Customer retention relies on the conception of value, which is incredibly difficult to measure as it’s subjective. Complicating things further, a good customer retention rate isn’t the same from industry to industry and business to business.
In a subscription service, customers automatically opt into buying every month. It’s an upfront statement of loyalty to your brand, even for a period of time. Retention then, might be how long a customer holds their subscription. Or, it could be the number of customers that pause their subscription and return within a set period of time vs customers that never return.
For other retailers, a single purchase might last the customer a year or more. Does retention then count as those who return after a year or more?
Companies must first determine what customer retention is for their company, then weigh a customer’s lifetime value and determine whether retention is a worthwhile investment.
What is the value of customer retention to a business?
The customer experience is the entirety of an individual’s experience with a brand. It’s the product itself, the email correspondence, the support…. So, as a consequence, it’s not static. It can change over time, because a customers’ experience with the brand might change over time.
One customer might buy every six months, and that would be a sufficient level of retention. If you’re a mortgage company, repeat purchases might not be so important. If you’re a subscription business, it’s your absolute bread and butter.
But let’s say the customer buys a product from the same company every week. There’s likelihood they’ll share their love for the brand with others. There’s a positive word of mouth side of things.
So, for whatever length of time the customer uses the product, there’s a benefit to the brand, regardless of how frequently they purchase. Ongoing loyalty is less tangible, and pretty hard to measure, but there’s an intense value as well.
Connor Abene, a Fractional CFO, emphasises the value of customer retention:
“It's crazy what small changes in customer retention can do for a business. This is one area I highly emphasise for all my clients. Improving customer retention is one of the highest leverage activities you can do.”
The explicit value of customer retention may depend on your business, but it’s pretty clear that retention should be a top priority for any brand. But there are other benefits to customer retention that are of note…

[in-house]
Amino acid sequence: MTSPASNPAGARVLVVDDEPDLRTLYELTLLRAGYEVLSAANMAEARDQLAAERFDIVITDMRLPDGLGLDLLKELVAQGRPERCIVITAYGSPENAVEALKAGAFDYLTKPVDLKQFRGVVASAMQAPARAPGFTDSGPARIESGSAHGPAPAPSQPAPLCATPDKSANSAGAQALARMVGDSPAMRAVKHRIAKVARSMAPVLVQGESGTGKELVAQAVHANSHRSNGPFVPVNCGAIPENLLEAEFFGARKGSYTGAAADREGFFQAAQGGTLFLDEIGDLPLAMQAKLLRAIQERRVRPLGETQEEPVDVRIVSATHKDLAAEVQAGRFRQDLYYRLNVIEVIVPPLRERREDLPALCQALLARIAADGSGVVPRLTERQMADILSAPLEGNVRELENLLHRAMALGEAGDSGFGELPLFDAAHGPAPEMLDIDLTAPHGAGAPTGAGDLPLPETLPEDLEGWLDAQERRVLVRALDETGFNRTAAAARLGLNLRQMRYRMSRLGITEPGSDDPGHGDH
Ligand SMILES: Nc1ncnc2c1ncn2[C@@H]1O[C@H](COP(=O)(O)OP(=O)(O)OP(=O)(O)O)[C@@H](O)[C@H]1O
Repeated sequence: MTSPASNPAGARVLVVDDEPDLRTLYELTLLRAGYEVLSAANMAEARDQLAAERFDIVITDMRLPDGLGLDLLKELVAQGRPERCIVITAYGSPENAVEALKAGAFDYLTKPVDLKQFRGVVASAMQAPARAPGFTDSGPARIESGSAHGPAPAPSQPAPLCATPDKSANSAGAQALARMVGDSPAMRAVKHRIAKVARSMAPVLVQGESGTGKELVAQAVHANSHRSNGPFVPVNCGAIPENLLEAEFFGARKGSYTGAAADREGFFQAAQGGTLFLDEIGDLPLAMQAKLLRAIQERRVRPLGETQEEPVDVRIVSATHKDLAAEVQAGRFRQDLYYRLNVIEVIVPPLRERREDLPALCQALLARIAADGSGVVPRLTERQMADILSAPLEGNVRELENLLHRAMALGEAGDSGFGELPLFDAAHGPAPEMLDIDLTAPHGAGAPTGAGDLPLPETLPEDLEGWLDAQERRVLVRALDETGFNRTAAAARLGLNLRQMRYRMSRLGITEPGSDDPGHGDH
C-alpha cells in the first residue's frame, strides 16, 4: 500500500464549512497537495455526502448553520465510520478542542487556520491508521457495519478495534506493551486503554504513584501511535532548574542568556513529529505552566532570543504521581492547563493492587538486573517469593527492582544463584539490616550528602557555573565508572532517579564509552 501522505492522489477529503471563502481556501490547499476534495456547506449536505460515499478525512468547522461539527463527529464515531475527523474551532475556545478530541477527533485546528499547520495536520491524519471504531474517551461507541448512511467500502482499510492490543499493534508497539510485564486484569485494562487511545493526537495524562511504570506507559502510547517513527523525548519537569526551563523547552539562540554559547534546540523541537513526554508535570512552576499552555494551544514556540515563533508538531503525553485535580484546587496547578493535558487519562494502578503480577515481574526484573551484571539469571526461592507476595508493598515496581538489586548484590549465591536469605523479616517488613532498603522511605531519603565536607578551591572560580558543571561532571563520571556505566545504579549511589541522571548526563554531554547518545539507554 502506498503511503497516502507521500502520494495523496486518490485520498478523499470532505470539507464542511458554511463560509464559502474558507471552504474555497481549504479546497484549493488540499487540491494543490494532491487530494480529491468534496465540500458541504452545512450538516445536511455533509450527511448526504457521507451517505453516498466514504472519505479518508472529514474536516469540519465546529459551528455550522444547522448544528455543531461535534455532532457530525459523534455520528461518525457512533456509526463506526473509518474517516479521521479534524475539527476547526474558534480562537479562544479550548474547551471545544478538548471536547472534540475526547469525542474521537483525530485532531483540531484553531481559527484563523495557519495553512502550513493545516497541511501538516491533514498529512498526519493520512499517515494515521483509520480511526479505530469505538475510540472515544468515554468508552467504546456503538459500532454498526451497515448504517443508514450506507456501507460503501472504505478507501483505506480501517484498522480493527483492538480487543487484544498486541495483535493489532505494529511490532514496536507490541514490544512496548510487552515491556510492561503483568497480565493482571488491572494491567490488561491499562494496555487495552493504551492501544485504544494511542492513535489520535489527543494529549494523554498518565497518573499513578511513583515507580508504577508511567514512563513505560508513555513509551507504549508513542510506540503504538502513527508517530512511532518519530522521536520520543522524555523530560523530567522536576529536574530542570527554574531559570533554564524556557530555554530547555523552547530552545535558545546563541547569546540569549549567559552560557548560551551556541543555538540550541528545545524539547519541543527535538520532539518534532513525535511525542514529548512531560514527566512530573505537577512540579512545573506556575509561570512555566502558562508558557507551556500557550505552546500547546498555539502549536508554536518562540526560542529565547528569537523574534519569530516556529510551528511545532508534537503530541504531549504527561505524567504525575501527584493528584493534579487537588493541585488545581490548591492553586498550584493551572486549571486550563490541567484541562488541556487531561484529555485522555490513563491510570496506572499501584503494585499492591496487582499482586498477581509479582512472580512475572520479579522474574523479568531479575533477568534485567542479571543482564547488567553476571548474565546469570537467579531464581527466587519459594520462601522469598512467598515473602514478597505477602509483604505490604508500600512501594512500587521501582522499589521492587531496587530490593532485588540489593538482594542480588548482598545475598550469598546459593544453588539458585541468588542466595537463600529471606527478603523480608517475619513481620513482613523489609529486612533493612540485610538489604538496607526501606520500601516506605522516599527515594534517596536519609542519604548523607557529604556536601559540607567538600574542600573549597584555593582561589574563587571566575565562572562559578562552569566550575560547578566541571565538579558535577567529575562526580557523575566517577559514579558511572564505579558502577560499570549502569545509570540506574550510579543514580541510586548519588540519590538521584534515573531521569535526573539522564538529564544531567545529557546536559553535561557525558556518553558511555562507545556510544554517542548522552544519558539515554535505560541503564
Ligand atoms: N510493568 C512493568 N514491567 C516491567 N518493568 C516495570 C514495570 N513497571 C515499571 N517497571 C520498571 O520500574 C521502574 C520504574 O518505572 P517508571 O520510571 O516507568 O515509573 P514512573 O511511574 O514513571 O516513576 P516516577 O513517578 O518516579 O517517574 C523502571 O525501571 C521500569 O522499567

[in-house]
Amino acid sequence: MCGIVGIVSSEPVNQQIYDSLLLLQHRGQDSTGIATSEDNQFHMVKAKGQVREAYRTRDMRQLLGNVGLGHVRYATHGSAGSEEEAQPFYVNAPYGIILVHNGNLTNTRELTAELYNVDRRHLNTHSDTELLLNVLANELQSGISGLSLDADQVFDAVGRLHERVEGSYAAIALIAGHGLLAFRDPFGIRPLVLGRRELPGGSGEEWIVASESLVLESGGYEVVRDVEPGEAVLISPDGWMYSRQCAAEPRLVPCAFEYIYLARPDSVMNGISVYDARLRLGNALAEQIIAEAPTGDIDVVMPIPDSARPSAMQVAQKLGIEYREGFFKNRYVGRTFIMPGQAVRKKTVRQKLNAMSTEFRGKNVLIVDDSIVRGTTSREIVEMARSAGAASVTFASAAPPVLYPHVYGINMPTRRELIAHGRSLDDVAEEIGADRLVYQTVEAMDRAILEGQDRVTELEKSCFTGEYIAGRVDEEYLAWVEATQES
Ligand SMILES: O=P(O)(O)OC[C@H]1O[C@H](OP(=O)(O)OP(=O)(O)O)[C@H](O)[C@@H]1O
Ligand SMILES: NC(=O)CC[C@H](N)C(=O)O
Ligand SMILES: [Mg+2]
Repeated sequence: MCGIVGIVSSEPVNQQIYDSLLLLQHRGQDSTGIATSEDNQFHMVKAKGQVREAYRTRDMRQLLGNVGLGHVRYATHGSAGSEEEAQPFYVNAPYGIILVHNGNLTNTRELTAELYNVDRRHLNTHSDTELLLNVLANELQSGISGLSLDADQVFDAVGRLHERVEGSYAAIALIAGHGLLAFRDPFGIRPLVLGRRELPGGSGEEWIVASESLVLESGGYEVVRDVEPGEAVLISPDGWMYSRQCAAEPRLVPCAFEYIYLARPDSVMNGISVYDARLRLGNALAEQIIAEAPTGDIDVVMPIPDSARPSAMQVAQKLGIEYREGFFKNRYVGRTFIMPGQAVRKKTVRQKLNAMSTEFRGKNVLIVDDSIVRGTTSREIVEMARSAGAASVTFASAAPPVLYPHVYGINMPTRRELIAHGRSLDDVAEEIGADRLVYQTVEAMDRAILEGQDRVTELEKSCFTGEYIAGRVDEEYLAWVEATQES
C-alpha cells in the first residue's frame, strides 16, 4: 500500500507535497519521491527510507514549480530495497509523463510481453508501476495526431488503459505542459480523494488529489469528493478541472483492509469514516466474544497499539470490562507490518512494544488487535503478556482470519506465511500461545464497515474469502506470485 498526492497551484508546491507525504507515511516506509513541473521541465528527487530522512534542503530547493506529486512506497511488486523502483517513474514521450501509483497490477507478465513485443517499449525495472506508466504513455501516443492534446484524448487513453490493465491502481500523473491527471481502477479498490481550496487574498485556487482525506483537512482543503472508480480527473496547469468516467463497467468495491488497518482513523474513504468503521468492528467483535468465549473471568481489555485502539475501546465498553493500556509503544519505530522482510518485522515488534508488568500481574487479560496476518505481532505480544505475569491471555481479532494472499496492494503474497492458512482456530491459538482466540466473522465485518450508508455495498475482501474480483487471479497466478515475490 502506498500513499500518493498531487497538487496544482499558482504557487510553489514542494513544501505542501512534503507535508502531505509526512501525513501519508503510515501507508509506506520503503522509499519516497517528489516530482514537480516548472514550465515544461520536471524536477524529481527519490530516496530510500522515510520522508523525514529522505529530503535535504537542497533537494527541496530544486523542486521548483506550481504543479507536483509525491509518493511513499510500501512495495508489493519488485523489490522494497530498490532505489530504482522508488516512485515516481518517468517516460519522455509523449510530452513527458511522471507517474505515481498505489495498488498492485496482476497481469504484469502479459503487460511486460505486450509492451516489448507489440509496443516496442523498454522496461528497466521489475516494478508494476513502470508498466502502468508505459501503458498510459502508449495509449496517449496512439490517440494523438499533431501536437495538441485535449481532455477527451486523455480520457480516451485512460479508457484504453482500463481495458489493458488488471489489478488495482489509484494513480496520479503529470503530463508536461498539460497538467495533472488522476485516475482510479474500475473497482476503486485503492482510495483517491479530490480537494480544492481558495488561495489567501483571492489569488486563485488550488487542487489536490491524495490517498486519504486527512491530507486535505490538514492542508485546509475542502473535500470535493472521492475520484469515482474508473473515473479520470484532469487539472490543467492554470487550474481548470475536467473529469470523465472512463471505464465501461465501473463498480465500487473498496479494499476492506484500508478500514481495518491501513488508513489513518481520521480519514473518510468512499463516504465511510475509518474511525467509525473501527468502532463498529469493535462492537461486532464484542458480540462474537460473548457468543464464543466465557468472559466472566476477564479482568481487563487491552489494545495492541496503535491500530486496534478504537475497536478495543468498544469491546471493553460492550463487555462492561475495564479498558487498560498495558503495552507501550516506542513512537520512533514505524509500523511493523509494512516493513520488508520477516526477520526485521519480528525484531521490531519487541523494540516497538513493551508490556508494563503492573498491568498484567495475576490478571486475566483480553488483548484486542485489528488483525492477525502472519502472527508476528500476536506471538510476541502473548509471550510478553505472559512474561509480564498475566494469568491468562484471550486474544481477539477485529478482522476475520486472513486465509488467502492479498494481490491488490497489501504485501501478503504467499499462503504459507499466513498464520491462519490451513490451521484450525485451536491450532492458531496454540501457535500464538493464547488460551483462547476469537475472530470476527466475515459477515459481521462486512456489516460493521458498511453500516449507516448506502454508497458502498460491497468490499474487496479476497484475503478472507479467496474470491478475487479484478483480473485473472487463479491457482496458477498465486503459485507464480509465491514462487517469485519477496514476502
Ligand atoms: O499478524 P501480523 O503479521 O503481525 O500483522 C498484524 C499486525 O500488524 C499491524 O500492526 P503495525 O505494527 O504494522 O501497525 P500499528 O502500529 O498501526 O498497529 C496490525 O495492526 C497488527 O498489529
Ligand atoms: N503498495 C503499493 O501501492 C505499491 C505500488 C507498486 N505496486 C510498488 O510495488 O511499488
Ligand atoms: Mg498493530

Why Customer Retention is So Important for ROI, Customer Loyalty, and Growth
Extends the customer lifetime value for your business
If you’ve built a feedback loop, and consistently listen to your customers and what they want, you’re able to adjust your product, and find upsell and cross sell opportunities. This inherently extends the lifetime value of your customer base.
You continue to provide more of what they want, and they’ll want to keep buying.
Improves customer satisfaction
Naturally, if you’re fixing all of the issues your customers tell you about, they’ll see that they have value in your eyes. They aren’t just another number to you.
Putting effort into customer retention impacts customer satisfaction, and vice versa. It’s cyclical. You may even think of the two as predictors of each other. The better they feel about their interactions, the more likely they’ll stay. The more likely they are to stay, the more likely they’re satisfied.
If you’re focusing on actions that retain customers and build those positive feelings about your brand, you’ll drive future positive behaviours (such as word of mouth marketing).
Creates more opportunities for customer feedback
“Good product teams don't build features that they think users want. They validate their decisions with research,” says Liam Moroney, Co-Founder of Storybook Marketing.
If you’re listening to your customers, you may slow down product development, but you make decisions based on what customers want rather than making potentially poor assumptions.
A solid focus on customer retention matures processes such as feedback loops, and ensures you’re always open for more customer insights.
Decrease customer churn rate
Customer churn is not just a customer experience problem. It’s a business problem. Customer experience work towards ensuring satisfaction and referrals, they collect insights about your customers, and free up account executives. But they cannot prevent all of a business’ customer churn.
By focusing on the right customers, improving your product, operations, and experience per customer requests, and focusing on upselling and cross selling to existing customers (as well as engaging them), you decrease customer churn.